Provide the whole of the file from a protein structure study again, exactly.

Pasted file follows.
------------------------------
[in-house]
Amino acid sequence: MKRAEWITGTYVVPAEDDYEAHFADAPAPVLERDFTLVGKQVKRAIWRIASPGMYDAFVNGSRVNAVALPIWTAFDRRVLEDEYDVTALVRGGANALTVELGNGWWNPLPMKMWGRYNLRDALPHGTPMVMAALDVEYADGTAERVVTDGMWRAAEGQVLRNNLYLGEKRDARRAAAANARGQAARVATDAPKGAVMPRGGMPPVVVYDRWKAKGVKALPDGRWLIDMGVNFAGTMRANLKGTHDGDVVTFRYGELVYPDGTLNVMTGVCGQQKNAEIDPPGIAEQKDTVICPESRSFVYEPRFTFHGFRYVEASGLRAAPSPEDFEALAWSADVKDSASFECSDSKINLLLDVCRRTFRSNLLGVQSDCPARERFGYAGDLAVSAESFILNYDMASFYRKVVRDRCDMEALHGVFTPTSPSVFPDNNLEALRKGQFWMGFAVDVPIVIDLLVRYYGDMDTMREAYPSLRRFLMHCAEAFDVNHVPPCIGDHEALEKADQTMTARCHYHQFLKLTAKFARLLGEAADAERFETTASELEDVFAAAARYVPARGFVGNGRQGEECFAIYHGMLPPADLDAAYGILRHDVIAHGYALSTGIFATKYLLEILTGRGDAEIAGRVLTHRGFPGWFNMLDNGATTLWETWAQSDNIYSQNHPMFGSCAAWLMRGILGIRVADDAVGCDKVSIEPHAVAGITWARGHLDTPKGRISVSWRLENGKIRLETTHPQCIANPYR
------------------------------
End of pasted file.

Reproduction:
[in-house]
Amino acid sequence: MKRAEWITGTYVVPAEDDYEAHFADAPAPVLERDFTLVGKQVKRAIWRIASPGMYDAFVNGSRVNAVALPIWTAFDRRVLEDEYDVTALVRGGANALTVELGNGWWNPLPMKMWGRYNLRDALPHGTPMVMAALDVEYADGTAERVVTDGMWRAAEGQVLRNNLYLGEKRDARRAAAANARGQAARVATDAPKGAVMPRGGMPPVVVYDRWKAKGVKALPDGRWLIDMGVNFAGTMRANLKGTHDGDVVTFRYGELVYPDGTLNVMTGVCGQQKNAEIDPPGIAEQKDTVICPESRSFVYEPRFTFHGFRYVEASGLRAAPSPEDFEALAWSADVKDSASFECSDSKINLLLDVCRRTFRSNLLGVQSDCPARERFGYAGDLAVSAESFILNYDMASFYRKVVRDRCDMEALHGVFTPTSPSVFPDNNLEALRKGQFWMGFAVDVPIVIDLLVRYYGDMDTMREAYPSLRRFLMHCAEAFDVNHVPPCIGDHEALEKADQTMTARCHYHQFLKLTAKFARLLGEAADAERFETTASELEDVFAAAARYVPARGFVGNGRQGEECFAIYHGMLPPADLDAAYGILRHDVIAHGYALSTGIFATKYLLEILTGRGDAEIAGRVLTHRGFPGWFNMLDNGATTLWETWAQSDNIYSQNHPMFGSCAAWLMRGILGIRVADDAVGCDKVSIEPHAVAGITWARGHLDTPKGRISVSWRLENGKIRLETTHPQCIANPYR